‘Bio art’ on display in Anderson Ranch Arts Center exhibition
If You Go …
What: ‘A Tree is Not a Forest,’ presented by Anderson Ranch Arts Center
Where: Patton-Malott Gallery, Anderson Ranch, Snowmass Village
When: Through Sept. 15
How much: Free
More info: www.andersonranch.org
Art and science are colliding and collaborating in a new exhibition at the Anderson Ranch Arts Center’s Patton-Malott Gallery.
The six-artist group show “A Tree is Not a Forest” opened last week, with an overflowing crowd packing the gallery for a reception. It showcases mostly new pieces in the emerging field of “bio art,” in which artists work with living material and natural objects.
“All of the artists in this show, their aesthetics are driven by science,” said Jody Guralnick, the local artist who curated and contributed work to the show. “We aren’t scientists and we’re not trying to be. But we all use science as a tool in what we do.”
Guralnick conceived of this show during a six-week artist’s residency last year at a biology lab at the School of Visual Arts in New York. There, artists from varied disciplines work alongside scientists on both practical and art-for-art’s-sake projects. During her time there, Guralnick worked with a live slime mold — she’s included six photographs of the slime mutating in a body-shaped shell at the Anderson Ranch show.
She’s also filled what she dubbed a “Learning Table” with objects she’s found in and around the forests of Aspen — discarded dolls and trash, pine cones, twigs and leaves — all coated in porcelain and wax, preserved as art objects.
The field of “bio art” is a relatively new but thriving form. Anderson Ranch’s leaders are hoping this show, on view through Sept. 15, will instigate conversation about environmental and conservation issues.
“It’s an opportunity for places like Anderson Ranch to open up this dialogue in a timely way,” Ranch director of programs Andrea Wallace said.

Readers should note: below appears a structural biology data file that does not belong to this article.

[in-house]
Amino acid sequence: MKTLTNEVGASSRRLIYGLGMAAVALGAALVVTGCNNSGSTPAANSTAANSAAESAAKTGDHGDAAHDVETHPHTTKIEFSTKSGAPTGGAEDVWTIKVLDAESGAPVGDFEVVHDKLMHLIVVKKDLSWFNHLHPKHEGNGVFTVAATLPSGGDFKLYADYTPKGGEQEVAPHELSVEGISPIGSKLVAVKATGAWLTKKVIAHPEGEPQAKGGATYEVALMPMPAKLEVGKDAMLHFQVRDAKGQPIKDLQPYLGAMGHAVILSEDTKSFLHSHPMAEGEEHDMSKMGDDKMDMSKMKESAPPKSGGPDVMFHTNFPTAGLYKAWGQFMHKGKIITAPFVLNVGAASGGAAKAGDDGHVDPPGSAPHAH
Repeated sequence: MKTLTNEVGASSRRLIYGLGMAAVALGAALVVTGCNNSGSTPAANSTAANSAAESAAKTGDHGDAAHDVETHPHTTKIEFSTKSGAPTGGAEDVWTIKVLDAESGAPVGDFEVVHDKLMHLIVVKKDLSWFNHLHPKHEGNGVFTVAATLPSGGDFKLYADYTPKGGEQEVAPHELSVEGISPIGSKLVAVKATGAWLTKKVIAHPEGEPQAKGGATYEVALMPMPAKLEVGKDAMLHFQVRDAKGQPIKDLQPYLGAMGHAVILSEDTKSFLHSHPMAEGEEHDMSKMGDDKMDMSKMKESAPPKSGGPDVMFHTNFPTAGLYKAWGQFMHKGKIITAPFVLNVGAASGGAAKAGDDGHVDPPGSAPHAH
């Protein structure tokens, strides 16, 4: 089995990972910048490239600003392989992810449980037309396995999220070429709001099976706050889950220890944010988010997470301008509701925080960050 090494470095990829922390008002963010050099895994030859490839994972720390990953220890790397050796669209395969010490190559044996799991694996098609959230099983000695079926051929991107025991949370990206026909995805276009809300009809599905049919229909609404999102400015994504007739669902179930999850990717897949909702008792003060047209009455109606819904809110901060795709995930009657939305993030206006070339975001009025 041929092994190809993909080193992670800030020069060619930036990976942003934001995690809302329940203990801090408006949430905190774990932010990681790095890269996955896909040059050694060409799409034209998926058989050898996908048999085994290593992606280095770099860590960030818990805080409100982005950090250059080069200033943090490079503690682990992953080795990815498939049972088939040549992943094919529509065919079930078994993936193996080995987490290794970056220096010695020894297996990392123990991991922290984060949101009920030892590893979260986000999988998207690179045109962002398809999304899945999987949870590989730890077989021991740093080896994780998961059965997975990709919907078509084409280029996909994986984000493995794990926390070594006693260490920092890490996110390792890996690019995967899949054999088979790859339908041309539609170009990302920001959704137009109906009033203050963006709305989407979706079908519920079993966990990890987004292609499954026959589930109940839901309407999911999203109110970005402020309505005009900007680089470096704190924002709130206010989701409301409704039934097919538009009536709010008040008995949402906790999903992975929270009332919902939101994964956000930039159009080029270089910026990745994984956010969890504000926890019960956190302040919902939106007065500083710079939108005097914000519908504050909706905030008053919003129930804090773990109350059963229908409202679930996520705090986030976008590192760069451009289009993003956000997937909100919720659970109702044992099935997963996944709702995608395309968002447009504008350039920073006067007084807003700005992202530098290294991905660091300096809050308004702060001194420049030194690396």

Added Guralnick: “It’s an art form that takes part in an incredibly important dialogue and addresses the environment.”
Catherine Chalmers contributed her fascinating “Leafcutters” video to the show. It’s the result of her embedding with leafcutter ants on the forest floor in Costa Rica, studying the intricacies of a community of 8 million ants. In the video, we see the ants carrying countless bits of leaf to their complex underground society and engaging in some surprisingly humanlike behaviors.
“They do things that we tend to think are unique to us,” Chalmers said. “Language, ritual, art. So I work with the ants. And basically they are my collaborators.”
Artist Suzanne Anker has filled a table at the center of the gallery with 3D-printed images of landscapes that aren’t accessible by humans — they’ve been photographed by drones and satellite — that have been placed in petri dishes.
Pamela Longobardi seeks to expose what she’s dubbed “Crimes of Plastic.”
She has photographs of pieces of plastic found on remote beaches in Greece and elsewhere. Each is tagged like criminal evidence. They’re a stark reminder of not only the tons of plastic floating around our oceans but also of the fact that none of it will go away for thousands of years. Longobardi has called plastic “the fossils of the future.”
The most famous artist in the show is painter Fred Tomaselli who is having a bit of fun with the viewer in two mixed-media pieces. Tomaselli has made an international name for himself by working with unorthodox materials. Anderson Ranch has included two works from the 1990s that incorporate living things.
Tomaselli’s “Hornet’s Nest” gives us a literal nest, its combs filled with red and white pharmaceutical pills instead of wasps. And his “Brain with Flowers” affixes an array of epoxied flowers — including marijuana leaves — on a wood panel.
“Each of the artists in this show had a sense of partnership,” Guralnick said. “When you work with these kinds of materials, you don’t feel like you’re working alone.”
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